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In his free time, fifth-grader Nathan Harris likes to read. A lot.

As part of a statewide reading program, Harris read 20 titles between the months of September and February, making him one of the most well-read students in Forest Park. During an afternoon assembly at Grant-White Elementary this month, Harris was recognized as the only student to read all 20 books nominated for the Rebecca Caudill Young Readers’ Book Award.

Most of his classmates read fewer than six of the books.

Participating students across the state in grades four through eight are encouraged to read as many of the nominated works as they can, and each February, the kids vote on their favorite. The outcome of that vote determines the winner of the book award.

“I’m excited, I love reading,” fifth-grade teacher Pat Malarski said of the program. “In order to get the kids to move up in their [reading] levels, they have to love to read.”

Malarski teaches at Grant-White and is responsible for bringing the program to District 91 this year. She was turned onto the program by her daughter, who is also a former teacher at Grant-White, Malarski said.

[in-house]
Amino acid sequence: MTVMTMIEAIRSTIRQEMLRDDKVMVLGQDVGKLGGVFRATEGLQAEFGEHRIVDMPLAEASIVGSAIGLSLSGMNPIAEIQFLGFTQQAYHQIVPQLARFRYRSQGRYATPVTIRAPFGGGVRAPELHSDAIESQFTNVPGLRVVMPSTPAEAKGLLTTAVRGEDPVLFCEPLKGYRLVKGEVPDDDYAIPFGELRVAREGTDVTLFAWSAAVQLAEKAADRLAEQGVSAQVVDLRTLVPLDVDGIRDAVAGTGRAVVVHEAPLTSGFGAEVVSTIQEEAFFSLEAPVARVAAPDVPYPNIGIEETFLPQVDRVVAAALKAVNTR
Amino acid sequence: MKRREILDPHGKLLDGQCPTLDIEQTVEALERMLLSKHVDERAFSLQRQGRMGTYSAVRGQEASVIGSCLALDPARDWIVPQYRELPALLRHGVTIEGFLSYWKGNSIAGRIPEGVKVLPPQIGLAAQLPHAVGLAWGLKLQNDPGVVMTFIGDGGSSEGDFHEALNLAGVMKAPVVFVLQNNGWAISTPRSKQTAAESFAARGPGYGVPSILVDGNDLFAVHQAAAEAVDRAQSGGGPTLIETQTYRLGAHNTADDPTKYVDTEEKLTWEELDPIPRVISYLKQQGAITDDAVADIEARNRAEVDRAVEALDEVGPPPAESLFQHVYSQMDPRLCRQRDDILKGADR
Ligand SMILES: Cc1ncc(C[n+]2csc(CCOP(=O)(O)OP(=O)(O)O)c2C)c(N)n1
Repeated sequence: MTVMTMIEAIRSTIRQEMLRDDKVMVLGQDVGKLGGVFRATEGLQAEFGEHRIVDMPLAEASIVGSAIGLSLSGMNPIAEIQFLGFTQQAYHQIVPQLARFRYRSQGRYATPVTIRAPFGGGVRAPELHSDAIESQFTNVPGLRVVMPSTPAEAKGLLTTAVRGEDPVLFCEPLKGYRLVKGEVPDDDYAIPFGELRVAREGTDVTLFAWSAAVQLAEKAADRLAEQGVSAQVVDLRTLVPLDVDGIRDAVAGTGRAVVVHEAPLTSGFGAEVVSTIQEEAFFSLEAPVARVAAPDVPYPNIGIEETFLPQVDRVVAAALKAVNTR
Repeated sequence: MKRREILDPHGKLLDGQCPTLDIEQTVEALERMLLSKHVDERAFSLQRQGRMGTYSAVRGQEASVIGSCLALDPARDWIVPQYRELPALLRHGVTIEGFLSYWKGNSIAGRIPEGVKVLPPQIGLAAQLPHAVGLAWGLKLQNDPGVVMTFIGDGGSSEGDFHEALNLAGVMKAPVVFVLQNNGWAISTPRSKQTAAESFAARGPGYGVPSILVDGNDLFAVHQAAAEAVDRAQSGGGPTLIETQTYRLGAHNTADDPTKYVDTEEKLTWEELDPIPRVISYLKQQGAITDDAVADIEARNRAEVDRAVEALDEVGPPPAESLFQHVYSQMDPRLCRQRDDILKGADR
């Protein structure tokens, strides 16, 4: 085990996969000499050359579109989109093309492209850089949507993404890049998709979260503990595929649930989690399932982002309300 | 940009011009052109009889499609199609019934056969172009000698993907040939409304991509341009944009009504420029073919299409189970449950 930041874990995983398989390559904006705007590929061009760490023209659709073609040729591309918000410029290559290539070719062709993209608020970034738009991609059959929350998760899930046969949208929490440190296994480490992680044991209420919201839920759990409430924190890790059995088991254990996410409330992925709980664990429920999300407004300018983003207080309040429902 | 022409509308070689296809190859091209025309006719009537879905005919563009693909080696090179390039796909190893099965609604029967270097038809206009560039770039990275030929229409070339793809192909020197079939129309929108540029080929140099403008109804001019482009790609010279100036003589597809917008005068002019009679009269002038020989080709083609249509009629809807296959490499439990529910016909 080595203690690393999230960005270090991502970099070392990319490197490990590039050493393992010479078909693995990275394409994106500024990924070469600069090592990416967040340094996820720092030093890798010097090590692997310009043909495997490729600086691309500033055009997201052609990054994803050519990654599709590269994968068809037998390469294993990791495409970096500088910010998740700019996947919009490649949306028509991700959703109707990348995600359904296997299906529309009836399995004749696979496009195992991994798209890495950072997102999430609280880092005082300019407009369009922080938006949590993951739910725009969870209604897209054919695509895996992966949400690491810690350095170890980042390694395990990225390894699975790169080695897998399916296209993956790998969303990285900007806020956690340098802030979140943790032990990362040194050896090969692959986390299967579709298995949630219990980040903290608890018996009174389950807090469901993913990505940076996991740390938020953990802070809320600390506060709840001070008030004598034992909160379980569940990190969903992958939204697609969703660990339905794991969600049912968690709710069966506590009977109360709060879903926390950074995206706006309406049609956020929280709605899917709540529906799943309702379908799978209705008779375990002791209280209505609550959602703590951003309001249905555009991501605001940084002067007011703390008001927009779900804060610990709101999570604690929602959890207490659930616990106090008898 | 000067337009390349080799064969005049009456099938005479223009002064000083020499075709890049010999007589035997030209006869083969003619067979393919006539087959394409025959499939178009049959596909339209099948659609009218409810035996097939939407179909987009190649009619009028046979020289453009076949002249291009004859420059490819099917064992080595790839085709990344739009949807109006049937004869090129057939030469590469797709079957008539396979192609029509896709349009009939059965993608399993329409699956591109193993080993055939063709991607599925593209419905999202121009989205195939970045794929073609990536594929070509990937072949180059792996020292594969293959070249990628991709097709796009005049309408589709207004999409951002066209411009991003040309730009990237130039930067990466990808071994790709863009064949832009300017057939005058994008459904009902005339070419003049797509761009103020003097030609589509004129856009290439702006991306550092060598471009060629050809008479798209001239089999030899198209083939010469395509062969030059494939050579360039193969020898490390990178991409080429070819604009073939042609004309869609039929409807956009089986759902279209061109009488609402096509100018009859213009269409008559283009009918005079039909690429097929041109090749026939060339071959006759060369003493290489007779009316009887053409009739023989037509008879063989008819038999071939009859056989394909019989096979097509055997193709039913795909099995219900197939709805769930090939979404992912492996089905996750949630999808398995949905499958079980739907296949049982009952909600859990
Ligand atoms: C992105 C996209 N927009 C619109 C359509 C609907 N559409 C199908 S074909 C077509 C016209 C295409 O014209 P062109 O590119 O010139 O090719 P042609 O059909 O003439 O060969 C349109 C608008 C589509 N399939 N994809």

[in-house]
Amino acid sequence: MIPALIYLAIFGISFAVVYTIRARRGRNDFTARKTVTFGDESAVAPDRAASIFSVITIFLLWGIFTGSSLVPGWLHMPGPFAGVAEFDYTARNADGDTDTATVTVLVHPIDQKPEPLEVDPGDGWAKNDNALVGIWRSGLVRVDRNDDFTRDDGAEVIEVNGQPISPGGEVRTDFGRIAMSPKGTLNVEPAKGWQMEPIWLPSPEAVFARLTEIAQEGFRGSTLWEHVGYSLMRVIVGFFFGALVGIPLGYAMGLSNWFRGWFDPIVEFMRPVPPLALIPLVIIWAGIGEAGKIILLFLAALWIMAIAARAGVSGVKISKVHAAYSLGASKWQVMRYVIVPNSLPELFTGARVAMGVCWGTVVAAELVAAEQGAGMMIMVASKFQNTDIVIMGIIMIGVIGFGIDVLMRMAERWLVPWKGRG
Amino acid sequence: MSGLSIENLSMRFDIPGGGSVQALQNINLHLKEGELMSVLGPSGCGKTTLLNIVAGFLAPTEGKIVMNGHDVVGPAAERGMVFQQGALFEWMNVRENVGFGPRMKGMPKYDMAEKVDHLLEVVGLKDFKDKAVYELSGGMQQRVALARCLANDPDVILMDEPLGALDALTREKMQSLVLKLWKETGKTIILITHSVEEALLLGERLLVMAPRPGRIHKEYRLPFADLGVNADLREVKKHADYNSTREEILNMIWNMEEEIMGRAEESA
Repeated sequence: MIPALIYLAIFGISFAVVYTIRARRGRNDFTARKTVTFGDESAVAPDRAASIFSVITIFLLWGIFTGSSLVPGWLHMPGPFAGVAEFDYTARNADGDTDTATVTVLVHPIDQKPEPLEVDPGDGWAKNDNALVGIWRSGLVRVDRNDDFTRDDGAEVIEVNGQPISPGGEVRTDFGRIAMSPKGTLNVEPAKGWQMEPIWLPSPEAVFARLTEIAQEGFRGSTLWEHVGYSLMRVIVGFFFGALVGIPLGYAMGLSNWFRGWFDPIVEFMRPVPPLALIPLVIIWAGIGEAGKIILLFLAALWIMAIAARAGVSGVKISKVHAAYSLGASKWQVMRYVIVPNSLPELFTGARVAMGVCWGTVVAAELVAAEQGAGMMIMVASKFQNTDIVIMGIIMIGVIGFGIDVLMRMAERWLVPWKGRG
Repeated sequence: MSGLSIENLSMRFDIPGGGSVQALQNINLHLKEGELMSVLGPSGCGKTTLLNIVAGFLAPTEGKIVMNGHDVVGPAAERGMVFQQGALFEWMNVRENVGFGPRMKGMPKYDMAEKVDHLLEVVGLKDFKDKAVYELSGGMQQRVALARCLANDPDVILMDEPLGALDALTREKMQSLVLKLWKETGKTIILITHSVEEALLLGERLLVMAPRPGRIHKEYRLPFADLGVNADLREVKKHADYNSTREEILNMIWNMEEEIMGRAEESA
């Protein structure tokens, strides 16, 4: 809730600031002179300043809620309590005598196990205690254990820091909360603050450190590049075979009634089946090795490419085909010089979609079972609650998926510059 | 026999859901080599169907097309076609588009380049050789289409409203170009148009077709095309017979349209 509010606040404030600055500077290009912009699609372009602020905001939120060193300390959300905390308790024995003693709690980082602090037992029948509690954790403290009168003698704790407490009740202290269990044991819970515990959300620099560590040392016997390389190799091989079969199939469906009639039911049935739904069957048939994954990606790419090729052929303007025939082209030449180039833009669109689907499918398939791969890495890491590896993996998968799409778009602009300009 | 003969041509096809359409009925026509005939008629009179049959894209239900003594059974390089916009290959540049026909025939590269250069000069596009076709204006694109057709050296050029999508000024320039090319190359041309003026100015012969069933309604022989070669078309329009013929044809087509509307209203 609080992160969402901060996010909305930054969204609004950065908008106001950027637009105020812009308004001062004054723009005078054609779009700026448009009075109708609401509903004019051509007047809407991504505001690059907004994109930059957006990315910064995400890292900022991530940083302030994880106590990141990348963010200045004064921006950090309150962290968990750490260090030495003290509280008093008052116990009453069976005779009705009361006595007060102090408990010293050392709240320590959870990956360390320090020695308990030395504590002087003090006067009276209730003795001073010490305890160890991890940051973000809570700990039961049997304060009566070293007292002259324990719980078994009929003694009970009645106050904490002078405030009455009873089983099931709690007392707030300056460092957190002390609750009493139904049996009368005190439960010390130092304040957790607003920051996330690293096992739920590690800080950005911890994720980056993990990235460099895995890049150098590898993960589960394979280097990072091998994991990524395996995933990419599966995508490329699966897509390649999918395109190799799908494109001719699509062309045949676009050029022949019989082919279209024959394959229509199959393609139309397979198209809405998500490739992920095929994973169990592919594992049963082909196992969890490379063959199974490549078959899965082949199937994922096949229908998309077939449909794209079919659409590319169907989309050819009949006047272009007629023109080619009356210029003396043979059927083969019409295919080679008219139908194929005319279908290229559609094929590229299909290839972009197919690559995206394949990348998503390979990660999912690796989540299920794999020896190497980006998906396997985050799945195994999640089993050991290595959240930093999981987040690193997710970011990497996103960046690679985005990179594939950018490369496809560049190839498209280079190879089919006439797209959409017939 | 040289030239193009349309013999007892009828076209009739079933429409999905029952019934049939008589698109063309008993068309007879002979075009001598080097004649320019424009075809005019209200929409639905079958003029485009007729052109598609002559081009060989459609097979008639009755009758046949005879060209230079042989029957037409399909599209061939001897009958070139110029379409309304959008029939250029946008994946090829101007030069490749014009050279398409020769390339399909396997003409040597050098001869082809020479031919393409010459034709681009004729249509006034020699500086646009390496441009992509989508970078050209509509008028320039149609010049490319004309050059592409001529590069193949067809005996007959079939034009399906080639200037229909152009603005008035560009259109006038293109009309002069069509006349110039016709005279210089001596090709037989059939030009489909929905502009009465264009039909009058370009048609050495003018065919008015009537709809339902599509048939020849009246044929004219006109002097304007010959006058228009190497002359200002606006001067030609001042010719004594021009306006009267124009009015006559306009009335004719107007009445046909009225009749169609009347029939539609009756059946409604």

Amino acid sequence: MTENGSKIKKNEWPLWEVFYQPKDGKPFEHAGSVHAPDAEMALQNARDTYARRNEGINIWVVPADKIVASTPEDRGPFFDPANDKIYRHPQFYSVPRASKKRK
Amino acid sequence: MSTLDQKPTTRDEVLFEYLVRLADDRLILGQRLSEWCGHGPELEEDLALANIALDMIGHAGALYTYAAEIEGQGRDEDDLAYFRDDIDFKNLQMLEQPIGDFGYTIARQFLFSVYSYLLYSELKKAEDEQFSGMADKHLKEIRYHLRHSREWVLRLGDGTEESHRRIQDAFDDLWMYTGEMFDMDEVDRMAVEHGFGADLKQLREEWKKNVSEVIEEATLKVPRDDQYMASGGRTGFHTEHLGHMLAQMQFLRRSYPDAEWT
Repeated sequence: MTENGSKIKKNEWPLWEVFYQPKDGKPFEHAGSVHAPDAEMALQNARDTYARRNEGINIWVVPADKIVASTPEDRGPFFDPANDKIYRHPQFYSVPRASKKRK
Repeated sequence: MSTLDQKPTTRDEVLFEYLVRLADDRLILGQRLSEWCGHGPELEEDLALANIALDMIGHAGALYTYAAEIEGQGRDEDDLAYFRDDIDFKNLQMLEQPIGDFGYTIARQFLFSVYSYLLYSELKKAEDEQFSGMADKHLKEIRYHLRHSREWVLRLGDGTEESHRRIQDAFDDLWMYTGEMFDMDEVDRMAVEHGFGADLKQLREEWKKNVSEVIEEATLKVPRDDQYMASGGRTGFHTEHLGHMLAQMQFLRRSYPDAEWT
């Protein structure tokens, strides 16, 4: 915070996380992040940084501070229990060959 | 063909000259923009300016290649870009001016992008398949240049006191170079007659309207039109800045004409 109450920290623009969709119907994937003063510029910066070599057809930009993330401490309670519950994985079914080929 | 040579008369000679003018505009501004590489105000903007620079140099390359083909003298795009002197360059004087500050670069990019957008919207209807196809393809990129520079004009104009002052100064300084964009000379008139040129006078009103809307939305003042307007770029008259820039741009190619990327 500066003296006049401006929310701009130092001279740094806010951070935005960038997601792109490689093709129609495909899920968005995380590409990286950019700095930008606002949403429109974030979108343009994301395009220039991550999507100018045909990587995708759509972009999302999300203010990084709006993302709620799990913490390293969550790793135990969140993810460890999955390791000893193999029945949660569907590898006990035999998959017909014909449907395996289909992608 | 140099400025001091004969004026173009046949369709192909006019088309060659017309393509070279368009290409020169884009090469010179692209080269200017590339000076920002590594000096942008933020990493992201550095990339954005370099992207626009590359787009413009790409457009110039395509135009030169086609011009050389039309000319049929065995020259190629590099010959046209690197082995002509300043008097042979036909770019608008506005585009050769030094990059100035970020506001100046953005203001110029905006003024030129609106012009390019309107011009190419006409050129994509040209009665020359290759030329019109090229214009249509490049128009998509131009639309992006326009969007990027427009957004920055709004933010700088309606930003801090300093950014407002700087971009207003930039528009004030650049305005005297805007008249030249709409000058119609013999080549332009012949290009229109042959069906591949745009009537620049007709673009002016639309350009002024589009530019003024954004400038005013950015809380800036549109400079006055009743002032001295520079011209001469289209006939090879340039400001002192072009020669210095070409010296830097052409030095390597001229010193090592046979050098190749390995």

Though the reading program targets kids in grades four through eight, third-graders at Grant-White Elementary also participated. Much of the reading took place in the classroom, Malarski said, and was done aloud.

Marcellus Davidson is in the third-grade and he read one of the books on the nomination list.

“It was fun,” Davidson said. “It was a mystery.”

For the first time since federal education standards were enacted under No Child Left Behind, Grant-White Elementary failed to make adequate yearly progress. According to district officials, African American students didn’t measure up on the reading test.

A handful of parents attended the school assembly to watch their children give presentations on the books they had read. For several of the parents, reading the books with their children was a highlight.

Anita Dilce’s daughter Simone Fields is a fifth-grade student in District 91 and often reads independently, Dilce said. Usually, the young girl takes an interest in almost any subject, Dilce said, and doesn’t stick to one particular genre.

“She’s eclectic,” Dilce said. “She just reads different books.”

Fields finished four books nominated for the Rebecca Caudill award.

The Rebecca Caudill award is named for the late teacher and children’s book author who lived in Urbana, Ill. Caudill died in February 1985.

The program is sponsored by the Illinois Reading Council, the Illinois School Library Media Association and the Illinois Association of Teachers of English. The winning author will be announced in March.